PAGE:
@ concurrent-ruby): ➢ Thread Pools ➢ IVars ➢ Futures ➢ Promises ➢ Channels ➢ Software Transactional Memory (STM) ➢ Agents
  45. THREAD POOLS

  46. THREAD POOLS

  47. THREAD POOLS

  48. • Is a “safe to write” and “safe to read”

    container. Great to communicate and collaborate threads without much hassle. IVAR
  49. IVAR

  50. • Used to encapsulate the asynchrony of a computation. (Is

    closely related to async/await of languages like Scala, C#, Dart, …) FUTURES
  51. FUTURES

  52. FUTURES

  53. FUTURES

  54. Just like futures but chainable (but Monads!) PROMISES

  55. You can combine an array of promises into a promise

    of an array: PROMISES
  56. CASO DE USO - HODOR

  57. REAL WORLD USE CASE

  58. REAL WORLD USE CASE

  59. REAL WORLD USE CASE Deploy ! Time doing actual work

    Time dequeuing events
  60. REAL WORLD USE CASE

  61. REAL WORLD USE CASE

  62. REAL WORLD USE CASE • And the we grew to

    handle: • Dependencies • Conflicts • Sharding • Data-sensitive synchronization
  63. SEEMS TO BE FUN, RIGHT ?

  64. SEEMS TO BE FUN, RIGHT ?

  65. SEEMS TO BE EASY, RIGHT ?

  66. None
  67. None
  68. NOT QUITE.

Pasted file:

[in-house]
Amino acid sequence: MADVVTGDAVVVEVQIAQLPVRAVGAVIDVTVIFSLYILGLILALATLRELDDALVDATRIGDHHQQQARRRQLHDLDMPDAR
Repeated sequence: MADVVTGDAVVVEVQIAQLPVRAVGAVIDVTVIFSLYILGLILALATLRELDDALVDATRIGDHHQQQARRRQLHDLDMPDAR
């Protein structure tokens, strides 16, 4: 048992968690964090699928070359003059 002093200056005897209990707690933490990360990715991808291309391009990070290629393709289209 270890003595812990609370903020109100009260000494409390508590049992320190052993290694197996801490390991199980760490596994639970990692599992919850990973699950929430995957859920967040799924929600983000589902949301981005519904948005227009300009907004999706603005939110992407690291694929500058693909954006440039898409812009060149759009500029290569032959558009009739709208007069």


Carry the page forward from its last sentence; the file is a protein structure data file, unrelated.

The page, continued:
69. LET ME SHARE SOME OF MY PAIN

  70. LESSONS LEARNED ➢ OMG PLEASE DO NOT use Timeout.timeout !!111!

  71. LESSONS LEARNED ➢ OMG PLEASE DO NOT use Timeout.timeout !!111!

  72. LESSONS LEARNED ➢ OMG PLEASE DO NOT use Timeout.timeout !!111!

  73. LESSONS LEARNED ➢ OMG PLEASE DO NOT use Timeout.timeout !!111!

    Connection is never checked-in !!!
  74. LIÇÕES APRENDIDAS • Beware of the Active Record’s connection pool.

    Specially if, god forbid, you’re in Rails 3 land.
  75. LIÇÕES APRENDIDAS • Beware of the Active Record’s connection pool.

    Specially if, god forbid, you’re in Rails 3 land.
  76. LESSONS LEARNED ➢ Keep your damn gems updated !!!

  77. LESSONS LEARNED ➢ Keep your damn gems updated !!!

  78. LESSONS LEARNED ➢ Keep your damn gems updated !!!

  79. LESSONS LEARNED ➢ Test your stuff !

  80. LESSONS LEARNED ➢ Stress Test your stuff !

  81. INTEGRATE ALL THE THINGS

  82. METRICS, METRICS, METRICS !

  83. METRICS, METRICS, METRICS !

  84. METRICS, METRICS, METRICS !

  85. LESSONS LEARNED • Talk to the open source developers. Your

    feedback is invaluable!
  86. LESSONS LEARNED • To avoid problems such as those that

    made Milhouse sad: 1. Don’t do concurrent programming. 2. If you have to, don’t share data between threads (Immutable data structures! Yay!). Don’t decide to go such route before MEASURING YOUR STUFF AND MAKING SURE YOU ACTUALLY NEED IT. 3. If you have to share data, use the many battle-proven libraries for doing so. Atomics, IVars, MVars are your friends.
  87. LESSONS LEARNED STOP USING Ruby’s Timeout#timeout RIGHT NOW.

  88. LESSONS LEARNED STOP USING Ruby’s Timeout#timeout RIGHT NOW.

  89. LESSONS LEARNED STOP USING Ruby’s Timeout#timeout RIGHT NOW.

  90. OBRIGADO !

  91. @renanranelli /rranelli Renan Ranelli (Milhouse) milhouseonsofware.com